I’ve been watching the housing and mortgage markets with great interest for years.
When working for my former employer (2002-2005), I watched (but didn’t follow) as he doubled- and tripled-down on investments associated with the housing market. As his employee, I worked hard, struggling to understand the individual investments, but never fully got my arms around them. I knew enough to be very cautious, but that was all.
Now, after watching the boom and bust over the last decade, I believe I have a much better understanding of how the housing, mortgage and financial markets work (or don’t work) together. I’ve watched, researched, studied, invested and blogged on the subject over the last six years (my blogs from the spring, summer and fall of 2007 are particularly revealing of my concerns).
So, it was with great interest that I read an article in the Wall Street Journal today, The Mortgage Hangover. I highly recommend it to anyone who sincerely wants to understand the boom and bust of the housing and mortgage markets over the last decade (and not just looking for evidence to confirm one’s conclusions beforehand). The article is not perfect, but it does a great job of highlighting many of the important details.
Specifically, it describes how the mortgage market was distorted over the last decade in the Bronx. You may think that Bronx real estate has nothing to do with Florida, Nevada, California or Colorado real estate, but it does. In fact, I believe it represents a microcosm of all U.S. real estate.
The problem started with well-meaning politicians who wanted everyone to have a home. That problem was exploited by real estate and finance workers who were heavily incentivized to take things to the brink (which was the inevitable result of bad policy). When those problems led to collapse, the same well-meaning politicians tried to prevent the resultant suffering. Once again, those efforts are creating new problems instead of solutions.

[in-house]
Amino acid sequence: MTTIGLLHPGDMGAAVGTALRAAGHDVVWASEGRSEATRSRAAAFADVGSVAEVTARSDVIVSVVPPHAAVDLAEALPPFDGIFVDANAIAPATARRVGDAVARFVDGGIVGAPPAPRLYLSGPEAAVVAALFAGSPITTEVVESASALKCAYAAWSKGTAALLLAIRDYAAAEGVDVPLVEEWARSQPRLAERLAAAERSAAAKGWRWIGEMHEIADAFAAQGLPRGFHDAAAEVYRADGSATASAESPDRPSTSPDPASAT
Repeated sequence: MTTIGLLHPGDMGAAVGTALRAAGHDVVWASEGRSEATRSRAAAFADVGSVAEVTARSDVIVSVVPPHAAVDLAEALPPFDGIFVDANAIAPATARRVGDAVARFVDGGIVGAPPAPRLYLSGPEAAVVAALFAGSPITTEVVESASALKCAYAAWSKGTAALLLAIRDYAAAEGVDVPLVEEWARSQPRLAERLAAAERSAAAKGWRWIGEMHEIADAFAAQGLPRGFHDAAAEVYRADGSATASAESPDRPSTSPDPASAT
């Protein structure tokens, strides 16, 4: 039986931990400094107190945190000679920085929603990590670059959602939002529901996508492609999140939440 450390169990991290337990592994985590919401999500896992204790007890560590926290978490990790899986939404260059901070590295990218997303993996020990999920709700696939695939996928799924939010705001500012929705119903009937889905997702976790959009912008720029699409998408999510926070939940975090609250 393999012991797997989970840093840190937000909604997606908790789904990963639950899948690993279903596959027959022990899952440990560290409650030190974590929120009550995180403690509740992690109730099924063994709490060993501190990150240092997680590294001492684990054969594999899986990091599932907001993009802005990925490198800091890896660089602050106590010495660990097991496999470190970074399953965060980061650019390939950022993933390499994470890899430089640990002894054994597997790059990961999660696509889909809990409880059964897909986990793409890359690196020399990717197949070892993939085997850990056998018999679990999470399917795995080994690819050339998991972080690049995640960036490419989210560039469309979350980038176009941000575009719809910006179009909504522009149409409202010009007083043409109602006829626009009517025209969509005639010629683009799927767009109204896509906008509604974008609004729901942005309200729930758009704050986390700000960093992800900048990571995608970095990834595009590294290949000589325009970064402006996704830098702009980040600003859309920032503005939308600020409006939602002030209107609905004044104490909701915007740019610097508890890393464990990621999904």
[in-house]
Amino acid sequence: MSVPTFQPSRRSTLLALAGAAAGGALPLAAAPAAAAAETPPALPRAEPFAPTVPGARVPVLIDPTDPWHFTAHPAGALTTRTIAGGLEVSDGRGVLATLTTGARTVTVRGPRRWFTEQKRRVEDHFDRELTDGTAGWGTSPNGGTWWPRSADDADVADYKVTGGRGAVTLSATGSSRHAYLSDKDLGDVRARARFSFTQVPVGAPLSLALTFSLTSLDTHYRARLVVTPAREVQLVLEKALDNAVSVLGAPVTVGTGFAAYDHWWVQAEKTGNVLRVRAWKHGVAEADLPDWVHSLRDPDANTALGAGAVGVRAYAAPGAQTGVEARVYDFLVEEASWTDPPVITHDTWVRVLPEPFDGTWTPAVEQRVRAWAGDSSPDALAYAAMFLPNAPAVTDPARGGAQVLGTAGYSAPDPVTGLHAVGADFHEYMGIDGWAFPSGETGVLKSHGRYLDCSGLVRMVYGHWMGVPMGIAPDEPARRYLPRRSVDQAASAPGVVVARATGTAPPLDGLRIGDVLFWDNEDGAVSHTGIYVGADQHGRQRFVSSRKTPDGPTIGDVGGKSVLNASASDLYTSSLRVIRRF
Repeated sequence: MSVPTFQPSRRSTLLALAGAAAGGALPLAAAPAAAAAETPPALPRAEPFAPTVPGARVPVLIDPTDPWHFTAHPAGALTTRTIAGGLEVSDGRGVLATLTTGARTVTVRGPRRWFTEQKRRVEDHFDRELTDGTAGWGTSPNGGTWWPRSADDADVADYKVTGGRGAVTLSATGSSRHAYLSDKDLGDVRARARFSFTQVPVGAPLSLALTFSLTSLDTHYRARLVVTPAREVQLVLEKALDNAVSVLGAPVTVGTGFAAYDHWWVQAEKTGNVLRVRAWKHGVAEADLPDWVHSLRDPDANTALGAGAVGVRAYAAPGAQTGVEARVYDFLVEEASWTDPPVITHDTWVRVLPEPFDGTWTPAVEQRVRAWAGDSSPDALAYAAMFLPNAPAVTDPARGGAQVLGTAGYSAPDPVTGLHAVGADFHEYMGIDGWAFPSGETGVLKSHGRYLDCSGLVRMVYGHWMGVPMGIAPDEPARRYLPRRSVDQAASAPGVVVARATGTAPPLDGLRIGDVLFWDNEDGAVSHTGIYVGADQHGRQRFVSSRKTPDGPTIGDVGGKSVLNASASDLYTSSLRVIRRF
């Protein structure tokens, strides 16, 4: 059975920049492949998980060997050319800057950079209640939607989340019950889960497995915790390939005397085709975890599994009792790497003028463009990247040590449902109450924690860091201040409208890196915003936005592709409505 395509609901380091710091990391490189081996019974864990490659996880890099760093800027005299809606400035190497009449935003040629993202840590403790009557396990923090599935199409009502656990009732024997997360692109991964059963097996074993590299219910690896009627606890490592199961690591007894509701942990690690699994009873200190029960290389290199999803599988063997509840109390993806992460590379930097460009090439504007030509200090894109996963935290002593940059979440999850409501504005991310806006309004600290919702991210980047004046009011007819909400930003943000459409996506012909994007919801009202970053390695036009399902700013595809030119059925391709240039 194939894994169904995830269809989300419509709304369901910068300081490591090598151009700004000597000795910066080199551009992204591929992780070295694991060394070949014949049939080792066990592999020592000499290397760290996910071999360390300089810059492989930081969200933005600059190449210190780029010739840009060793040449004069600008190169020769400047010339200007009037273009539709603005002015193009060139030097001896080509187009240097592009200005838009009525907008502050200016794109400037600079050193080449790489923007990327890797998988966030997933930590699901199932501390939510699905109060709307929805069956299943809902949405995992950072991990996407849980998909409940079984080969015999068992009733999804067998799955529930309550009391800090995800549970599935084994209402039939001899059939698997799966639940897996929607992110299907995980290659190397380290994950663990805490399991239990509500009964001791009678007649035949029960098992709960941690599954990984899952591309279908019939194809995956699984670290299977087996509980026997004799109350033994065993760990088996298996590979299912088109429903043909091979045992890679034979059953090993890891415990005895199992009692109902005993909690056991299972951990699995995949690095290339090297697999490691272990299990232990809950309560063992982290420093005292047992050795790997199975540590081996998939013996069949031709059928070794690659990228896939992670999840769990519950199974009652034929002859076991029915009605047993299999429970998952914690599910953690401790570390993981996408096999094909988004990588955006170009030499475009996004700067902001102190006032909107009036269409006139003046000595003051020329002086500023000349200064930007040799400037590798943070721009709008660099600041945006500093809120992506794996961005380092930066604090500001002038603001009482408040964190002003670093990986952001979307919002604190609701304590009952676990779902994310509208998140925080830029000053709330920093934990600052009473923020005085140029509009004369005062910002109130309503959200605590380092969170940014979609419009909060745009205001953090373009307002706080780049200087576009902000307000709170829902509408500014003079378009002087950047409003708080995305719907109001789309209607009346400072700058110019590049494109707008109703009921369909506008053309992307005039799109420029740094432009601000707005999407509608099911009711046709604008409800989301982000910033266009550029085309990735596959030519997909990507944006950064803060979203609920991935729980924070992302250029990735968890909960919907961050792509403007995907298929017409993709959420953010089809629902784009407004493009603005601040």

The good news is that the mortgage and housing problems can be fixed. It requires that housing and mortgage markets be allowed to reach clearing prices (where free buyers and sellers agree to exchange without any distorting incentives from politicians). When that happens, housing and mortgage markets can begin growth afresh.
I’m not saying the process will be pretty, but it will happen. The destination will be the same no matter how well-meaning those who disagree. The only question, now, is how quickly or slowly we get there. Policy can impact the duration of the pain, not its intensity.
The bad news is that politicians and voters are unlikely to take the fast approach. This is unfortunate, because U.S. economic and employment growth are unlikely to recover until the housing market recovers. The longer we put off clearing prices in the housing and mortgage markets, the longer until employment and our economy truly improves.
Mortgage and housing markets need not wallow in freakish misery. Recovery, both for those markets and the U.S. economy, could start soon. But, with continued meddling in housing and mortgages, recovery will take much longer and be much less robust. It’s time to face the inevitable, hold our noses, and take our medicine.
Nothing in this blog should be considered investment, financial, tax, or legal advice. The opinions, estimates and projections contained herein are subject to change without notice. Information throughout this blog has been obtained from sources believed to be accurate and reliable, but such accuracy cannot be guaranteed.